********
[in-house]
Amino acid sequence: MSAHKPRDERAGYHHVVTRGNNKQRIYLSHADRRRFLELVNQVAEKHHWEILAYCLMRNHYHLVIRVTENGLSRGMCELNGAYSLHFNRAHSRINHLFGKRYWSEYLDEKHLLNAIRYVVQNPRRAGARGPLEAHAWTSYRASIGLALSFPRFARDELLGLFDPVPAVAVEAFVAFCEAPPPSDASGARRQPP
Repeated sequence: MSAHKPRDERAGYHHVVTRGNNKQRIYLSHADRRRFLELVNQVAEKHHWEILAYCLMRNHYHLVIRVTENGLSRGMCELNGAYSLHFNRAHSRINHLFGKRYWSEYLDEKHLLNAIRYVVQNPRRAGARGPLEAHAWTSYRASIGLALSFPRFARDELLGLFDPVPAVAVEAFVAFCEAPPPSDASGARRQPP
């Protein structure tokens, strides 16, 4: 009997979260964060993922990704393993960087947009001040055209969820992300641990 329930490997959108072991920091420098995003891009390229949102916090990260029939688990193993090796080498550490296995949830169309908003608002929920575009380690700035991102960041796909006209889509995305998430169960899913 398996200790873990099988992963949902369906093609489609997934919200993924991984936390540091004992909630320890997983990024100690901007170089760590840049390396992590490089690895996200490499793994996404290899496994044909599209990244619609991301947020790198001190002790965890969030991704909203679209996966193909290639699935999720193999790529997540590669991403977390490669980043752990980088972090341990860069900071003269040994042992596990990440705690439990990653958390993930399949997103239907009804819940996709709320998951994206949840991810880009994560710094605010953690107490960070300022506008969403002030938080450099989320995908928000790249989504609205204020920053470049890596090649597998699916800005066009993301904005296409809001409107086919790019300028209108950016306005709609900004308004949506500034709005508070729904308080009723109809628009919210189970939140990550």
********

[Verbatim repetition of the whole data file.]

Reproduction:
[in-house]
Amino acid sequence: MSAHKPRDERAGYHHVVTRGNNKQRIYLSHADRRRFLELVNQVAEKHHWEILAYCLMRNHYHLVIRVTENGLSRGMCELNGAYSLHFNRAHSRINHLFGKRYWSEYLDEKHLLNAIRYVVQNPRRAGARGPLEAHAWTSYRASIGLALSFPRFARDELLGLFDPVPAVAVEAFVAFCEAPPPSDASGARRQPP
Repeated sequence: MSAHKPRDERAGYHHVVTRGNNKQRIYLSHADRRRFLELVNQVAEKHHWEILAYCLMRNHYHLVIRVTENGLSRGMCELNGAYSLHFNRAHSRINHLFGKRYWSEYLDEKHLLNAIRYVVQNPRRAGARGPLEAHAWTSYRASIGLALSFPRFARDELLGLFDPVPAVAVEAFVAFCEAPPPSDASGARRQPP
């Protein structure tokens, strides 16, 4: 009997979260964060993922990704393993960087947009001040055209969820992300641990 329930490997959108072991920091420098995003891009390229949102916090990260029939688990193993090796080498550490296995949830169309908003608002929920575009380690700035991102960041796909006209889509995305998430169960899913 398996200790873990099988992963949902369906093609489609997934919200993924991984936390540091004992909630320890997983990024100690901007170089760590840049390396992590490089690895996200490499793994996404290899496994044909599209990244619609991301947020790198001190002790965890969030991704909203679209996966193909290639699935999720193999790529997540590669991403977390490669980043752990980088972090341990860069900071003269040994042992596990990440705690439990990653958390993930399949997103239907009804819940996709709320998951994206949840991810880009994560710094605010953690107490960070300022506008969403002030938080450099989320995908928000790249989504609205204020920053470049890596090649597998699916800005066009993301904005296409809001409107086919790019300028209108950016306005709609900004308004949506500034709005508070729904308080009723109809628009919210189970939140990550």